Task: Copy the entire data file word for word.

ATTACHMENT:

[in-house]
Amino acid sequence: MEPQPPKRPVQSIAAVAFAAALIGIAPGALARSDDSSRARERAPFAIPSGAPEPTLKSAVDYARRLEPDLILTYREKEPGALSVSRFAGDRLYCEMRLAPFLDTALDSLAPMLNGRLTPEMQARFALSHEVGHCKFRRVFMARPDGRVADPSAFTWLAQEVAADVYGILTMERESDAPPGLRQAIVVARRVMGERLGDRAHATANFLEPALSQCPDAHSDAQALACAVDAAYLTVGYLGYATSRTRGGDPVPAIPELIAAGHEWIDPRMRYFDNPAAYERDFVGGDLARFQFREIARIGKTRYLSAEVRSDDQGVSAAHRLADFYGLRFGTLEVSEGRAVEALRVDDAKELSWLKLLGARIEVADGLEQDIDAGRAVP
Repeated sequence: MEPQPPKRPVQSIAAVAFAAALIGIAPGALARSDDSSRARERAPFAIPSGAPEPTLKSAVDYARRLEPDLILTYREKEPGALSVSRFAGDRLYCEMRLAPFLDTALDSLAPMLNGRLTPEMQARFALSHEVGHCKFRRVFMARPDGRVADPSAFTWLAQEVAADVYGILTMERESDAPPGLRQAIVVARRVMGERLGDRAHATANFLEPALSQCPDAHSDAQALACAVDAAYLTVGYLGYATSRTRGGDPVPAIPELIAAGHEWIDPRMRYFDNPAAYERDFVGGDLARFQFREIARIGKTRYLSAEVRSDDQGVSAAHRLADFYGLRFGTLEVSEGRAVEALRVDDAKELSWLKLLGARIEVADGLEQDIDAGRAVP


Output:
[in-house]
Amino acid sequence: MEPQPPKRPVQSIAAVAFAAALIGIAPGALARSDDSSRARERAPFAIPSGAPEPTLKSAVDYARRLEPDLILTYREKEPGALSVSRFAGDRLYCEMRLAPFLDTALDSLAPMLNGRLTPEMQARFALSHEVGHCKFRRVFMARPDGRVADPSAFTWLAQEVAADVYGILTMERESDAPPGLRQAIVVARRVMGERLGDRAHATANFLEPALSQCPDAHSDAQALACAVDAAYLTVGYLGYATSRTRGGDPVPAIPELIAAGHEWIDPRMRYFDNPAAYERDFVGGDLARFQFREIARIGKTRYLSAEVRSDDQGVSAAHRLADFYGLRFGTLEVSEGRAVEALRVDDAKELSWLKLLGARIEVADGLEQDIDAGRAVP
Repeated sequence: MEPQPPKRPVQSIAAVAFAAALIGIAPGALARSDDSSRARERAPFAIPSGAPEPTLKSAVDYARRLEPDLILTYREKEPGALSVSRFAGDRLYCEMRLAPFLDTALDSLAPMLNGRLTPEMQARFALSHEVGHCKFRRVFMARPDGRVADPSAFTWLAQEVAADVYGILTMERESDAPPGLRQAIVVARRVMGERLGDRAHATANFLEPALSQCPDAHSDAQALACAVDAAYLTVGYLGYATSRTRGGDPVPAIPELIAAGHEWIDPRMRYFDNPAAYERDFVGGDLARFQFREIARIGKTRYLSAEVRSDDQGVSAAHRLADFYGLRFGTLEVSEGRAVEALRVDDAKELSWLKLLGARIEVADGLEQDIDAGRAVP